# Excercise in Transcendental Number Theory

I am currently working through some of the content in Murty and Rath's Transcendental Numbers, and in their section entitled "Some Applications of Baker's Theorem" they present the following excercise:

Suppose that the sum $$F(z;x) = \sum_{n=1}^{\infty}\frac{z^n}{n+x}$$ converges. If $z$ is algebraic and $x$ is rational, show that the sum is either zero or transcendental.

Presumably I can prove this using Baker's Theorem, but I am honestly at a loss on how to approach this, and any of the other questions from that section for that matter. This isn't homework, so I'd really like a hand-holding walkthrough on how I'm suppose to tackle a problem like this.

Edit: Added new tag for visibility.

• The main idea is to represent the sum as an integral and prove that the integral is a linear combination of $1$ and logarithms of algebraic numbers. – Sungjin Kim May 26 '17 at 22:42

I think the problems in the book has some missing assumptions, but their hints are great. For correct statements and the proofs, see this paper: http://www.sciencedirect.com/science/article/pii/S001935770180001X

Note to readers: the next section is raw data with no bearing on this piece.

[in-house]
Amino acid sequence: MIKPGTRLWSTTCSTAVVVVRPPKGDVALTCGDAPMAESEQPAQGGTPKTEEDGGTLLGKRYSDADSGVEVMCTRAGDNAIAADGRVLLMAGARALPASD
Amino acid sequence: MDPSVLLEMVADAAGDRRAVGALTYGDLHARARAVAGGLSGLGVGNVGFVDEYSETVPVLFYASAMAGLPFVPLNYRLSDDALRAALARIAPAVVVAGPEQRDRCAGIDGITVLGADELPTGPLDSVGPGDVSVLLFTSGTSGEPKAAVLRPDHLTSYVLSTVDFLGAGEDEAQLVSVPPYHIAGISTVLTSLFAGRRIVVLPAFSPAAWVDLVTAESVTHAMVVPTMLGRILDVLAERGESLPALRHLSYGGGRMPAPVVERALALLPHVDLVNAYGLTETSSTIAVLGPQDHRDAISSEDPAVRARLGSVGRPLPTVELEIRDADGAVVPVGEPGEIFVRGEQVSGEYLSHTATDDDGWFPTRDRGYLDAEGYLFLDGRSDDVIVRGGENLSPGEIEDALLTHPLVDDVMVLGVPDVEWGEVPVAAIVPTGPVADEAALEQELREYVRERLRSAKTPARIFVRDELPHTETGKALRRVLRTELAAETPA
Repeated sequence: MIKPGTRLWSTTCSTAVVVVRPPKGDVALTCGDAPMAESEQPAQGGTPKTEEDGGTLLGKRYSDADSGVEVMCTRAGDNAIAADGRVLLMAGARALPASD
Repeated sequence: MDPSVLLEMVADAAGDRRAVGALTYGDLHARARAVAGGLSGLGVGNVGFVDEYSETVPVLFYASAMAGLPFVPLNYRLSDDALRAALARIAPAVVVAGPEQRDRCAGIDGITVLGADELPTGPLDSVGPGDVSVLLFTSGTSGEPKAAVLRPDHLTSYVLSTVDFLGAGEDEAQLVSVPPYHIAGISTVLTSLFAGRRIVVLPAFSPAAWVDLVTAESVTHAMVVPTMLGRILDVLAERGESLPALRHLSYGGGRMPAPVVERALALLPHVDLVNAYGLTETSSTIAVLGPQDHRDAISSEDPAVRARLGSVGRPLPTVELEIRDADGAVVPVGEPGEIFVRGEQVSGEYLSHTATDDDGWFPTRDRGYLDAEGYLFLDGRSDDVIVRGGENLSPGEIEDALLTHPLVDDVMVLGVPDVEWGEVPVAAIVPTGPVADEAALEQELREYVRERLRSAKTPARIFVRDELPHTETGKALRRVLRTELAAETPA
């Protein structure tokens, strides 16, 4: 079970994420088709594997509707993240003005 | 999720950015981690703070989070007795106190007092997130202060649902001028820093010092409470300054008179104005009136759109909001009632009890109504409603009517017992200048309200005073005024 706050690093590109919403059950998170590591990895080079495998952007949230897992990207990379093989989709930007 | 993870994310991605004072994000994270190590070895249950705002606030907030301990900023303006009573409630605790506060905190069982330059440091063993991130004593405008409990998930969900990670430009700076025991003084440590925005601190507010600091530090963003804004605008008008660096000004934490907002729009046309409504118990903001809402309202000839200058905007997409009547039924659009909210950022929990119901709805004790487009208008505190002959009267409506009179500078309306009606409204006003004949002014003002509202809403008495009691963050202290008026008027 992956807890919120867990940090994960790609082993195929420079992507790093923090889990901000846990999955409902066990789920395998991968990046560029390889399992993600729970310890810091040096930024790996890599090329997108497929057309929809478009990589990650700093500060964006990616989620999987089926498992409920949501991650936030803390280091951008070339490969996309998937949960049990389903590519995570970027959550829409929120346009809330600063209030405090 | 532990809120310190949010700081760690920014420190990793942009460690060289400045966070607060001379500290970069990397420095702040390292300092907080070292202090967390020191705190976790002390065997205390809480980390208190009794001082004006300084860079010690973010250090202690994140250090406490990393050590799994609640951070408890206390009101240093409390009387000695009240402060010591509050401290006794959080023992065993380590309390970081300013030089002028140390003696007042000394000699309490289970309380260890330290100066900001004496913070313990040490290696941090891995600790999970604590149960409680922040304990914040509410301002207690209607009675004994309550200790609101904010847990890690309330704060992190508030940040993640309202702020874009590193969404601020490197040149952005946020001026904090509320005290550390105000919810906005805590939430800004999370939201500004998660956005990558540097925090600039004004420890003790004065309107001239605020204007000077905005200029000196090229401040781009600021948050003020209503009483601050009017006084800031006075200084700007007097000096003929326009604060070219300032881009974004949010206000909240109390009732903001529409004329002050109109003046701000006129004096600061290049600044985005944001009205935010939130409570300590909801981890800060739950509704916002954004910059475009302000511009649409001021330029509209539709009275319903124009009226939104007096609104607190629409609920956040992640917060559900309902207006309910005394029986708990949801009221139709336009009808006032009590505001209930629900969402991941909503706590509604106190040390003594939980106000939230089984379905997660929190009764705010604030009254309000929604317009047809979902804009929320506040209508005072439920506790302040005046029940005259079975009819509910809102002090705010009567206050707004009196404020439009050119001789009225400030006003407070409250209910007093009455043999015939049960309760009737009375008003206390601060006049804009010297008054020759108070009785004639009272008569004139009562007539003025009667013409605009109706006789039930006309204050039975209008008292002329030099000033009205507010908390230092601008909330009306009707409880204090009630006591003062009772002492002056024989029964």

The problem here with some extra assumptions, can be solved by the same idea.

Suppose that $z$ is algebraic, $0<|z|\leq 1$ and $x\in \mathbb{Q}$ with $0< x\leq 1$. We write $x=\frac ba$ with $a, b$ integers, $(a,b)=1$, $0< b\leq a$. Then if $f(z)$ converges, then $$f(z)=\sum_{n=1}^{\infty} \frac{z^{an+b}}{an+b}$$ is in $\mathbb{Q}(z)$ or it is transcendental.

Then the derivative $f'(z)$ when $|z|<1$. (The result is extended to the boundary $|z|=1$ can be done by Abel's theorem provided that the series $f(z)$ converges) is $$f'(z)= \sum_{n=1}^{\infty} z^{an+b-1} = \frac{z^{b-1+a}}{1-z^a}=-z^{b-1}+\frac{z^{b-1}}{1-z^a}.$$ Thus, by integrating it after partial fraction: $$\frac{t^{b-1+a}}{1-t^a} = -t^{b-1}+ \frac{A_1}{1-\zeta_1 t} + \cdots + \frac{A_a}{1-\zeta_a t}$$ with $\zeta_1=\zeta=\exp(2\pi i /a)$, $\zeta_2, \ldots, \zeta_a$ are distinct roots of $1-t^a=0$, $A_i\in\mathbb{Q}(\zeta)$, we obtain that $$f(z) =\int_0^z \frac{t^{b-1+a}}{1-t^a}dt = -\frac{z^b}b + B_1 \log(1-\zeta_1 z)+ \cdots + B_a \log(1-\zeta_a z)$$ for some $B_i\in \mathbb{Q}(\zeta)$.

Therefore, $f(z)+\frac{z^b}b$ is a nontrivial $\overline{\mathbb{Q}}$-linear combination of logarithm, which is by Baker's theorem, $0$ or transcendental. (Corollary 20.1 in Murty & Rath)

Hence, $f(z) = \frac{z^b}b$ or it is transcendental, the result follows.

However, I do not know how to prove that the sum is $0$ or transcendental.

Now, we can drop the condition $0<x<1$.

Suppose that $z$ is algebraic, $0<|z|\leq 1$ and $x\in \mathbb{Q}$. We write $x=\frac ba$ with $a, b$ integers, $(a,b)=1$. Then if $f(z)$ converges, then $$f(z)=\sum_{n=1}^{\infty} \frac{z^{an+b}}{an+b}$$ is in $\mathbb{Q}(z)$ or it is transcendental.

For any given $x\in\mathbb{Q}$, there is $k\in\mathbb{Z}$ such that $0< x+k \leq 1$. Then apply the first result.